The world is fighting back against overweening US surveillance of private global communications, such as phone calls and emails, with moves to create a new protocol to human rights agreements.
World moves to rein in US spying
There is a growing international attempt to rein in mass surveillance by the USA.
Led by the Germans, a loose coalition of privacy chiefs from countries across the world is pushing to update an influential international human rights treaty that enshrines the right to privacy.
They want to protect citizens’ right to privacy in the internet age.
The aim is an additional protocol to the International Covenant on Civil and Political Rights, a 1966 multilateral treaty that is part of the Universal Declaration of Human Rights, and is endorsed by more than 160 countries, including the USA. Article 17 of the ICCPR already states that citizens should not be “subjected to arbitrary or unlawful interference with [their] privacy, family, home or correspondence” and contains a vague so-called “general comment” that says the collection of information from computers must be “regulated by law.”
The German government wants to broaden and update Article 17, adding an additional protocol for the “digital sphere” that specifically covers the conduct of spy agencies. It may as well be named the “Snowden Protocol,” Ryan Gallagher writes in Slate, as it is being put forward as a direct result of the backlash sparked by the NSA whistleblower’s disclosures.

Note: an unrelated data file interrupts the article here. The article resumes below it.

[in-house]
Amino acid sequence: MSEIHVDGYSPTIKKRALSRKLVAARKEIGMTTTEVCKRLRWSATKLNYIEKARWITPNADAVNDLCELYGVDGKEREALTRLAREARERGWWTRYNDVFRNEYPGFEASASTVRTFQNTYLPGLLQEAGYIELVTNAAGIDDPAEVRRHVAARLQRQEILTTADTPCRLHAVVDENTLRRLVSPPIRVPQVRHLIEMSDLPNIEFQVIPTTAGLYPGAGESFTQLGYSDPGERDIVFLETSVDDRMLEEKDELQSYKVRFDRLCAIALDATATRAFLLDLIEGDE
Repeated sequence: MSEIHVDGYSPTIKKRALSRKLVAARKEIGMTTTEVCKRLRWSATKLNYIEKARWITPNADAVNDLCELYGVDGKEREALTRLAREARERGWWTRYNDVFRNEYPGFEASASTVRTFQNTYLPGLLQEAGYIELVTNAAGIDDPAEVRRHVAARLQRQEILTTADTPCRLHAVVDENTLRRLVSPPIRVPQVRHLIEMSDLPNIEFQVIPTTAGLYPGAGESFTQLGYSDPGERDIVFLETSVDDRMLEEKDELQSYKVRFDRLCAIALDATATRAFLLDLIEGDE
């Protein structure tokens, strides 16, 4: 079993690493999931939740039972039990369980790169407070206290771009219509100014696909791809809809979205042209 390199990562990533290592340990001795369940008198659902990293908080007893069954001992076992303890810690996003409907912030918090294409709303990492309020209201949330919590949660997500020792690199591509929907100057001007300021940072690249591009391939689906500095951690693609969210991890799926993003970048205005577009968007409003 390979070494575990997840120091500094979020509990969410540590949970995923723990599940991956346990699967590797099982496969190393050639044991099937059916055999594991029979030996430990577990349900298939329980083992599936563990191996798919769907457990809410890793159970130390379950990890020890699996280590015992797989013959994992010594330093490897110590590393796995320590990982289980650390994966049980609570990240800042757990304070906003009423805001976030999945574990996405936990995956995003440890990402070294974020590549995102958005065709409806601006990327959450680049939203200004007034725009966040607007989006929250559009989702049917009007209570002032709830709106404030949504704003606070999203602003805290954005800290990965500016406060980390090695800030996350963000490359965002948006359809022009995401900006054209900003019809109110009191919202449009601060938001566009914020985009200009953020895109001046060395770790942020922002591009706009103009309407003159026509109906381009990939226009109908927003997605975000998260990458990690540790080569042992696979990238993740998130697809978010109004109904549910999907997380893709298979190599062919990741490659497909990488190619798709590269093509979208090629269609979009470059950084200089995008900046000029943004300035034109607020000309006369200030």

Data protection chiefs in Austria, Hungary, Switzerland, and Lichtenstein were quick to back the plan, which the German government says was initially proposed in a letter it sent to other EU member states in July. Late in September, however, the proposal received a major boost at theInternational Conference of Data Protection and Privacy Commissioners in Warsaw, Poland.
The annual conference was attended by a diverse selection of privacy and data protection officials from across the world, with representatives attending from countries including Japan, New Zealand, France, Slovenia, Uruguay, Belgium, Ireland, Finland, Spain, Australia, Germany, Burkina Faso, Canada, the United States, and the United Kingdom.
During a closed session at the conference open only to the privacy chiefs, a resolution was put forward for a vote on the proposal to update Article 17. They voted overwhelmingly in favor of the idea, recognizing a need to “create globally applicable standards for data protection and the protection of privacy in accordance with the rule of law.”
Notably, only one country did not approve of the resolution: the United States.
1 October 2013